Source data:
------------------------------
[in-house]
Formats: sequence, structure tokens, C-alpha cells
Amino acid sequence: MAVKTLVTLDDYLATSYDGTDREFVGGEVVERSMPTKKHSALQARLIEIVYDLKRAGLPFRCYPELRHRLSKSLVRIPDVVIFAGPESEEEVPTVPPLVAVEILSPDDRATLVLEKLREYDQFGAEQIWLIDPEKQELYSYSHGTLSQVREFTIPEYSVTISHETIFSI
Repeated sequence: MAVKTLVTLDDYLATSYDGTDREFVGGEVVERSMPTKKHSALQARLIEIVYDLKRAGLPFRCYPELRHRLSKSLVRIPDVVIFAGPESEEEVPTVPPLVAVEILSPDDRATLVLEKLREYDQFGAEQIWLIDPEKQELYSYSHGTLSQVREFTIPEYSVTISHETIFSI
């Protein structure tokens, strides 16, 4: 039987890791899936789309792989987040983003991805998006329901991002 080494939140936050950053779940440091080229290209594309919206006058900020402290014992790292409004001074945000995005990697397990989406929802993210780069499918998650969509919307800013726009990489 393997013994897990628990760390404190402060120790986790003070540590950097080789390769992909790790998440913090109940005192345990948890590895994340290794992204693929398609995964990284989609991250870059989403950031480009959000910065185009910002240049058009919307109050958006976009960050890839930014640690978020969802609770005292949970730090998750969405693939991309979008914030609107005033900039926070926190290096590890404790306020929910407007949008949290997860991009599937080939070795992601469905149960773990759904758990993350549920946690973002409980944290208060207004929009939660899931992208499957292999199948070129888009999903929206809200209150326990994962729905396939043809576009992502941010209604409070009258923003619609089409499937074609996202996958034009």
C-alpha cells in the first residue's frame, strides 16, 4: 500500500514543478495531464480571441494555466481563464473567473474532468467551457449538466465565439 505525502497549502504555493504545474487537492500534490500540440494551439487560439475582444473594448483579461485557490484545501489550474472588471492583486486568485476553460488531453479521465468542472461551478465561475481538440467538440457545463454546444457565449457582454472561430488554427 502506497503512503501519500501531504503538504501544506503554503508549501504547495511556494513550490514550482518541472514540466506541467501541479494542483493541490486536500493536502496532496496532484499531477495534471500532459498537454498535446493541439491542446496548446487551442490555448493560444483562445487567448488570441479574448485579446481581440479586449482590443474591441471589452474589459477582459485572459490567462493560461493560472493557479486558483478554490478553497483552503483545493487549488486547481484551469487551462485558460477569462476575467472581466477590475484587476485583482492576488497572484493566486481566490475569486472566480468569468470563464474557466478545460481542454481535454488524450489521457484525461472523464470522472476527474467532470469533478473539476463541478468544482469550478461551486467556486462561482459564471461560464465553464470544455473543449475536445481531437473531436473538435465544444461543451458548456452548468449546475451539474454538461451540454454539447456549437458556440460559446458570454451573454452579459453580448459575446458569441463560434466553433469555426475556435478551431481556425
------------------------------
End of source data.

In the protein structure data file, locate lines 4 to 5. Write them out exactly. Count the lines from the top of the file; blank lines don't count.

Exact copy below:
Repeated sequence: MAVKTLVTLDDYLATSYDGTDREFVGGEVVERSMPTKKHSALQARLIEIVYDLKRAGLPFRCYPELRHRLSKSLVRIPDVVIFAGPESEEEVPTVPPLVAVEILSPDDRATLVLEKLREYDQFGAEQIWLIDPEKQELYSYSHGTLSQVREFTIPEYSVTISHETIFSI
């Protein structure tokens, strides 16, 4: 039987890791899936789309792989987040983003991805998006329901991002 080494939140936050950053779940440091080229290209594309919206006058900020402290014992790292409004001074945000995005990697397990989406929802993210780069499918998650969509919307800013726009990489 393997013994897990628990760390404190402060120790986790003070540590950097080789390769992909790790998440913090109940005192345990948890590895994340290794992204693929398609995964990284989609991250870059989403950031480009959000910065185009910002240049058009919307109050958006976009960050890839930014640690978020969802609770005292949970730090998750969405693939991309979008914030609107005033900039926070926190290096590890404790306020929910407007949008949290997860991009599937080939070795992601469905149960773990759904758990993350549920946690973002409980944290208060207004929009939660899931992208499957292999199948070129888009999903929206809200209150326990994962729905396939043809576009992502941010209604409070009258923003619609089409499937074609996202996958034009």